Jeremy Bolen, “Slow Pause”

Monday, January 11 – Friday, February 12

Art installation, Gallery 406, Arts West

Jeremy Bolen’s exhibition features a collection of images, videos, hybrid objects and sculptures that explore human and non-human interaction with the invisible. During this time when all are intimately dealing with a pandemic, issues of what can and can’t be perceived have become paramount. Using the resources and archives of several scientific institutions including Yerkes Observatory in Williams Bay, Wisconsin and Argonne National Laboratory in Lemont, Illinois, as well as makeshift seismographs and early writings on climate change, “Slow Pause” incorporates unique, material-based, site-specific recordings to explore modes of understanding the unseen and how our patterns of movement impact the world in which we live. Much of Bolen’s work involves the invisible presence that remains from various scientific experiments and human interactions with the earth’s surface. His work has been exhibited widely at locations around the world. Bolen is assistant professor of photography at Georgia State University and a co-founder and co-organizer of the Deep Time Chicago collective. He is represented by Andrew Rafacz Gallery, Chicago.

Tectonic Plates, Alamance County’s Science Café:
“COVID-19 vaccine: Is it safe for me?”

Tuesday, January 12, 7 p.m.

Zoom discussion

Learn cutting-edge science in a relaxed informal atmosphere without all the technical jargon. Programs are held on the second Tuesday of each month (September through May). In January, Jessica Merricks, Elon assistant professor of biology, will discuss COVID-19 vaccines.

Information is available at

Martin Luther King, Jr. Commemorative Address

Tuesday, January 19, 7:30 p.m.

Virtual discussion available at

Participants: Deena A. Hayes-Greene, Racial Equity Institute of Greensboro, NC; Randy Williams, Elon University Vice President and Associate Provost for Inclusive Excellence; and Stephanie Baker, Elon University Assistant Professor of Public Health Studies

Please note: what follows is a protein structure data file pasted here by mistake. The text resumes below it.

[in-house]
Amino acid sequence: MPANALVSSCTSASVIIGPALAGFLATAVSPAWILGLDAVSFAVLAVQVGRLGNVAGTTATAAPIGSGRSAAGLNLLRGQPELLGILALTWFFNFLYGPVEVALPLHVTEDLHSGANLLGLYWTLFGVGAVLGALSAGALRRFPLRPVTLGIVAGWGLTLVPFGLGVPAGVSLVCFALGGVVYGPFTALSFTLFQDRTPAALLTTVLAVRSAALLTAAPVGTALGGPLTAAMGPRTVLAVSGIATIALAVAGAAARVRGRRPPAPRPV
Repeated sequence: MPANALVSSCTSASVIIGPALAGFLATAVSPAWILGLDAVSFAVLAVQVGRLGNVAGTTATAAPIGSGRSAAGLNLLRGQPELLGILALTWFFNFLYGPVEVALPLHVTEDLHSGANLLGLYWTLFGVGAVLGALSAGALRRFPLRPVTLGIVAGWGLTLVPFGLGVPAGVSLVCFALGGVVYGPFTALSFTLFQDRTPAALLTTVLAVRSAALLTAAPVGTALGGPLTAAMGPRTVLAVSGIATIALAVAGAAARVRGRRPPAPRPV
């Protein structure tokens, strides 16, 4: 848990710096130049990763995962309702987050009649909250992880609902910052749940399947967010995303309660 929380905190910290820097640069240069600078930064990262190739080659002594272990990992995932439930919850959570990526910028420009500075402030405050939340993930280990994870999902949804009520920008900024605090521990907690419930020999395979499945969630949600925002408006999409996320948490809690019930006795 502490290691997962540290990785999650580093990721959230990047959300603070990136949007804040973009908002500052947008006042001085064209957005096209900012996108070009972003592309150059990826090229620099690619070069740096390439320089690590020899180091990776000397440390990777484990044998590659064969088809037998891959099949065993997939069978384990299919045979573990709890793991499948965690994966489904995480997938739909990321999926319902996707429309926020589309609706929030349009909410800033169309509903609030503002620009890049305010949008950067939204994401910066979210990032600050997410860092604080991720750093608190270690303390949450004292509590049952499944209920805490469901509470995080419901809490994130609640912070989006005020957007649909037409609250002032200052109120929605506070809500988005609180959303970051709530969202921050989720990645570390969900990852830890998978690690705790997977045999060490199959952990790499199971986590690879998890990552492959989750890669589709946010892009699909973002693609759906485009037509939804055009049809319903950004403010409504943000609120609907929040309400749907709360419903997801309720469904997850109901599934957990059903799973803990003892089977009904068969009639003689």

Deena A. Hayes-Greene is a racial equity consultant, trainer and community/institutional organizer whose work focuses on the impacts of race and racism on individuals, systems, institutions and organizations. Her work examines the impact of the broader environmental and social determinants of well-being and opportunity and the power analysis that guides institutions and organizations to dismantle racism. Hayes-Greene is the co-founder and managing director of the Racial Equity Institute LLC, a minority-owned business based in Greensboro, North Carolina, focused on racial equity training and consulting throughout the United States. As a community leader, she has served on the Guilford County Board of Education since 2002 and as its chair since 2018. Her advocacy has challenged the school district to investigate the structural causes of the disparate outcomes of African American and other students of color as chair of the Achievement Gap Committee, the Historically Underutilized Business Advisory (HUB) Committee and the School Safety/Gang Education Committee. As chair of the HUB Advisory Committee, she illuminated the disparities in school construction and goods and services data and initiated efforts to examine institutional practices and systemic barriers. Hayes-Greene is also the chair of the board of directors for the International Civil Rights Center and Museum and a judge for the Roddenbury Foundation. She is a member of the NC State DMC-RED Subcommittee (Disproportionate Minority Contact – Racial and Ethnic Disparities), Guilford Anti-Racism Alliance and the Ole Asheboro Street Neighborhood Association. She has also served on the Human Relations Committee for the City of Greensboro and the Guilford Gang Commission.